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Longman Dictionary of Contemporary English
▪ The lemon added a nice tang to the sauce.
▪ For the most part the tangs are herbivorous and constantly graze algae.
▪ He never asked how is the tang, how is the parrot fish.
▪ Holly and birch have a clean tang.
▪ It savoured the tang of Biff's own saliva, similarly flavoured, like a waxing and ebbing tide inside his mouth.
▪ She smelled the tang of fear in her nostrils and the taste of it in her mouth.
▪ She was sticky with his blood, could smell the metallic tang of spilled life.
▪ Tarragon: Another strongly aromatic herb, tarragon has a hint of licorice and a subtle tang.
▪ The tang of some wild herb hung in the air: rosemary perhaps.
The Collaborative International Dictionary

Tang \Tang\, n. [Of imitative origin. Cf. Twang. This word has become confused with tang tatse, flavor.] A sharp, twanging sound; an unpleasant tone; a twang.


Tang \Tang\ (t[aum]ng), n. [Chin. T`ang.] A dynasty in Chinese history, from a. d. 618 to 905, distinguished by the founding of the Imperial Academy (the Hanlin), by the invention of printing, and as marking a golden age of literature.


Tang \Tang\, v. t. [imp. & p. p. Tanged; p. pr. & vb. n. Tanging.] To cause to ring or sound loudly; to ring.

Let thy tongue tang arguments of state.

To tang bees, to cause a swarm of bees to settle, by beating metal to make a din.


Tang \Tang\ (t[a^]ng), n. [Of Scand. origin; cf. Dan. tang seaweed, Sw. t[*a]ng, Icel. [thorn]ang. Cf. Tangle.] (Bot.) A coarse blackish seaweed ( Fuscus nodosus).
--Dr. Prior.

Tang sparrow (Zo["o]l.), the rock pipit. [Prov. Eng.]


Tang \Tang\, n. [Probably fr. OD. tanger sharp, tart, literally, pinching; akin to E. tongs. [root]59. See Tong.]

  1. A strong or offensive taste; especially, a taste of something extraneous to the thing itself; as, wine or cider has a tang of the cask.

  2. Fig.: A sharp, specific flavor or tinge. Cf. Tang a twang.

    Such proceedings had a strong tang of tyranny.

    A cant of philosophism, and a tang of party politics.

  3. [Probably of Scand. origin; cf. Icel. tangi a projecting point; akin to E. tongs. See Tongs.] A projecting part of an object by means of which it is secured to a handle, or to some other part; anything resembling a tongue in form or position. Specifically:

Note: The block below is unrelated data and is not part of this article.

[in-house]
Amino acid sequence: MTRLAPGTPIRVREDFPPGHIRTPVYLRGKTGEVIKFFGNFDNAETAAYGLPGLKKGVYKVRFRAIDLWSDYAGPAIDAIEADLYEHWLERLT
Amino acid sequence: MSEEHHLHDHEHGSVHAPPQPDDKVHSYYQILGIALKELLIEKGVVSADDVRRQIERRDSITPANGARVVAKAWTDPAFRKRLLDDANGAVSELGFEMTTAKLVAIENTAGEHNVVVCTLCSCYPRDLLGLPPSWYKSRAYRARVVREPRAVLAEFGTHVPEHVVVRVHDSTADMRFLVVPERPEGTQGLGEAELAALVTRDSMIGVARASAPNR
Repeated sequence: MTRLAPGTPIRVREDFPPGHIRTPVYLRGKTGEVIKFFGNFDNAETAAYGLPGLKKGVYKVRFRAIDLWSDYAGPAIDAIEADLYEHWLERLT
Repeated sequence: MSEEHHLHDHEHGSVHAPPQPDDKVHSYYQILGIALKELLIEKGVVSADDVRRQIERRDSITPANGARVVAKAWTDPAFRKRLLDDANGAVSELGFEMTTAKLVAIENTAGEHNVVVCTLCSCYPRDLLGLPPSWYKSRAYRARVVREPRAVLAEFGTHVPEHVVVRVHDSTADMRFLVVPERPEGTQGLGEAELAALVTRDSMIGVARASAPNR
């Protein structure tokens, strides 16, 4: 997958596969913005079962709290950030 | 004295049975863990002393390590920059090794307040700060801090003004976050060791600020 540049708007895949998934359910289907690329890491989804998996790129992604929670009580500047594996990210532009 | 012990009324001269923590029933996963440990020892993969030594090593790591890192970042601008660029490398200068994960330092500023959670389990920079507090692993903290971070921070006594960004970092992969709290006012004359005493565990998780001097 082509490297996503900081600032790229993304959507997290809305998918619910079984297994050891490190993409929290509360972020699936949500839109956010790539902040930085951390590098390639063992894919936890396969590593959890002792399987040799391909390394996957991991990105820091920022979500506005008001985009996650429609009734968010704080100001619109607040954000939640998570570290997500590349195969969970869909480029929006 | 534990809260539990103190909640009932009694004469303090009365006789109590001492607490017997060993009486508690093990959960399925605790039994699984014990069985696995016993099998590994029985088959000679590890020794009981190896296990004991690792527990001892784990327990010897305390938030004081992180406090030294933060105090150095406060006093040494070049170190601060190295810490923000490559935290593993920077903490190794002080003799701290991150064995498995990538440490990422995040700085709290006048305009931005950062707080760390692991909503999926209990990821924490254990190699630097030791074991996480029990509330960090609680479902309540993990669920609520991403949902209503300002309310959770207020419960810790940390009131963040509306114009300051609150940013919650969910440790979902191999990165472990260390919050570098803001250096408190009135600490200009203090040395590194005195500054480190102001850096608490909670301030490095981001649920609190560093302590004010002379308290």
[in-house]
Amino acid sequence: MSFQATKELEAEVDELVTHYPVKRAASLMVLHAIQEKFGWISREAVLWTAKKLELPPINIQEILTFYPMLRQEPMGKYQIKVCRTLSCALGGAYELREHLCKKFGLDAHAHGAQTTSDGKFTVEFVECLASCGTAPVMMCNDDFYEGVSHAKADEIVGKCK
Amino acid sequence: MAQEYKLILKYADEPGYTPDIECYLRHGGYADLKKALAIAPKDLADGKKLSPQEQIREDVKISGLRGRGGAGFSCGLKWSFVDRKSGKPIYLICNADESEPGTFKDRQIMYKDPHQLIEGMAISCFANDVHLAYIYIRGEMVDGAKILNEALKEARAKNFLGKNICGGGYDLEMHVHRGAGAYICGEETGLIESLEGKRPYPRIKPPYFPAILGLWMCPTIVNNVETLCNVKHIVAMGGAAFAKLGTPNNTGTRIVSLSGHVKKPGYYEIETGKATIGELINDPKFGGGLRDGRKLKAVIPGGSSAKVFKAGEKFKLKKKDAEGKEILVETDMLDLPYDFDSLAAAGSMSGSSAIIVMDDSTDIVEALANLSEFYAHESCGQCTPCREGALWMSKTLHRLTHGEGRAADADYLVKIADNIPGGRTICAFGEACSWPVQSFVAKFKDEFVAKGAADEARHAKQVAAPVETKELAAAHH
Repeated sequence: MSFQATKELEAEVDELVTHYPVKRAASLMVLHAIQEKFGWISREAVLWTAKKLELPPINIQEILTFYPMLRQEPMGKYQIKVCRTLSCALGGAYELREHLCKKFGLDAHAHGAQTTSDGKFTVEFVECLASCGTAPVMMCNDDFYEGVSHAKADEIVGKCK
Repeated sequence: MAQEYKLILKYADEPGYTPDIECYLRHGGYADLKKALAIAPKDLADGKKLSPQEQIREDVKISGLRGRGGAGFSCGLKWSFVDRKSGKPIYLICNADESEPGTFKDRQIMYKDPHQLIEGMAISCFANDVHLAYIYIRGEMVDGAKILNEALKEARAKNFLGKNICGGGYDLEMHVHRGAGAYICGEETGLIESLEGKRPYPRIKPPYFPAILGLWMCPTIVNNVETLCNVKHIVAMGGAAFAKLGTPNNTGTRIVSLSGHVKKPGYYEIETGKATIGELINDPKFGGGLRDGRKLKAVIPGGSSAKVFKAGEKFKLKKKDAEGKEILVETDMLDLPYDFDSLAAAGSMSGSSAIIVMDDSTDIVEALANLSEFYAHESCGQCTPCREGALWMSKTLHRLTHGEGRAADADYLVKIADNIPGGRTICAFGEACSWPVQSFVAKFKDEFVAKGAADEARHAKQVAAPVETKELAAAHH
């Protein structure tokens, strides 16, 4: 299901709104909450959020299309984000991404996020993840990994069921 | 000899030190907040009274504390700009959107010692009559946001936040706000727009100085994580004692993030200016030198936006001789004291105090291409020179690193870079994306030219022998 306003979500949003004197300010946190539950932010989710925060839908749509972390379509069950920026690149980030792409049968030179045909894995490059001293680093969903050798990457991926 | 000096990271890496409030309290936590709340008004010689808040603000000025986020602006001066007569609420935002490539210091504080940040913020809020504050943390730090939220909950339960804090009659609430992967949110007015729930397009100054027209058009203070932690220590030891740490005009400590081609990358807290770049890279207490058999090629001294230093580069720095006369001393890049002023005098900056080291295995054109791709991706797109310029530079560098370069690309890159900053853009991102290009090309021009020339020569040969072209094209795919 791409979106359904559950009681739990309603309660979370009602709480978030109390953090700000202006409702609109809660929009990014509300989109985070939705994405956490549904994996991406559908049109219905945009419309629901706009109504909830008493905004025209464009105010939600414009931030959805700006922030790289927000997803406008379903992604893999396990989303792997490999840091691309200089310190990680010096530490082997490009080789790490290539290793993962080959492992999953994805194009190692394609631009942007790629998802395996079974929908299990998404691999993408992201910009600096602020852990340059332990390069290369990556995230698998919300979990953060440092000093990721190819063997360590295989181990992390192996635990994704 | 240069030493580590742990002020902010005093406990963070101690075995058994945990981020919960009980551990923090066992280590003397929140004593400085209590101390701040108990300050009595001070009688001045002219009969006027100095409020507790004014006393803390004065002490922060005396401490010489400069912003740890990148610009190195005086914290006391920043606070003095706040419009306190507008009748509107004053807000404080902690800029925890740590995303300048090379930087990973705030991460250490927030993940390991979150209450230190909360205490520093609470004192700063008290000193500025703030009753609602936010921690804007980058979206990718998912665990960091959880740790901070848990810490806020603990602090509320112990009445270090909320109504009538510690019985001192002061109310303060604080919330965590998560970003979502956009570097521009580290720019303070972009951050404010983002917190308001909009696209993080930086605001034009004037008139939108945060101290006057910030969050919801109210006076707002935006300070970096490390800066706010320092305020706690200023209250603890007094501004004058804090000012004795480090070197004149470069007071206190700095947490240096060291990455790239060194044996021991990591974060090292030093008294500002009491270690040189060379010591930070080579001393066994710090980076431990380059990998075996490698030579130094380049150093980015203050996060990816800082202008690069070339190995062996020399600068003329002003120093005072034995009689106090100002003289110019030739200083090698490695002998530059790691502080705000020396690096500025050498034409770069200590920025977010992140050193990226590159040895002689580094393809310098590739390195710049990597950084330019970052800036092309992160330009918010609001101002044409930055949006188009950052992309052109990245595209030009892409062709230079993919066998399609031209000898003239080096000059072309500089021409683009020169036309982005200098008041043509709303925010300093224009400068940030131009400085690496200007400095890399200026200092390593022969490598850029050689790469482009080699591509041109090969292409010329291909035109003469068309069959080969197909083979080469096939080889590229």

1. The part of a knife, fork, file, or other small instrument, which is inserted into the handle.

    2. The projecting part of the breech of a musket barrel, by which the barrel is secured to the stock.

    3. The part of a sword blade to which the handle is fastened.

    4. The tongue of a buckle. [Prov. Eng.]


Tang \Tang\, v. i. To make a ringing sound; to ring.

Let thy tongue tang arguments of state.

Douglas Harper's Etymology Dictionary

mid-14c., "serpent's tongue" (thought to be a stinging organ), later "sharp extension of a metal blade" (1680s), from a Scandinavian source akin to Old Norse tangi "spit of land; pointed end by which a blade is driven into a handle," from Proto-Germanic *tang-, from PIE *denk- "to bite" (see tongs). Influenced in some senses by tongue (n.). Figurative sense of "a sharp taste" is first recorded mid-15c.; that of "suggestion, trace" is from 1590s. The fish (1734) so called for their spines.


Etymology 1 n. 1 (context obsolete English) tongue 2 A refreshingly sharp aroma or flavor 3 A strong or offensive taste; especially, a taste of something extraneous to the thing itself. 4 (context figuratively English) A sharp, specific flavor or tinge 5 A projecting part of an object by means of which it is secured to a handle, or to some other part. 6 The part of a knife, fork, file, or other small instrument, which is inserted into the handle 7 The projecting part of the breech of a musket barrel, by which the barrel is secured to the stock 8 The part of a sword blade to which the handle is fastened 9 Anything resembling a tongue in form or position such as the tongue of a buckle. 10 A group of saltwater fish from the Acanthuridae family, especially the (taxlink Zebrasoma species noshow=1) genus, also known as the surgeonfish. Etymology 2

n. A sharp, twanging sound; an unpleasant tone; a twang vb. 1 (context dated beekeeping English) To strike two metal objects together loudly in order to persuade a swarm of honeybees to land so it may be captured by the beekeeper.Eva Crane, ''The World History of Beekeeping and Honey Hunting'', Taylor & Francis (1999), ISBN 0415924677, page 239.Hilda M. Ransome, ''The Sacred Bee in Ancient Times and Folklore'', Courier Dover Publications (2004), ISBN 048643494X, page 225. 2 To make a ringing sound; to ring. Etymology 3

n. (context rare English) knotted wrack, ''Ascophyllum nodosum'' (gloss: coarse blackish seaweed) Etymology 4

n. (context vulgar slang English) The vagina; intercourse with a woman

  1. n. the taste experience when a savoury condiment is taken into the mouth [syn: relish, flavor, flavour, sapidity, savor, savour, smack]

  2. a tart spiciness [syn: nip, piquance, piquancy, tanginess, zest]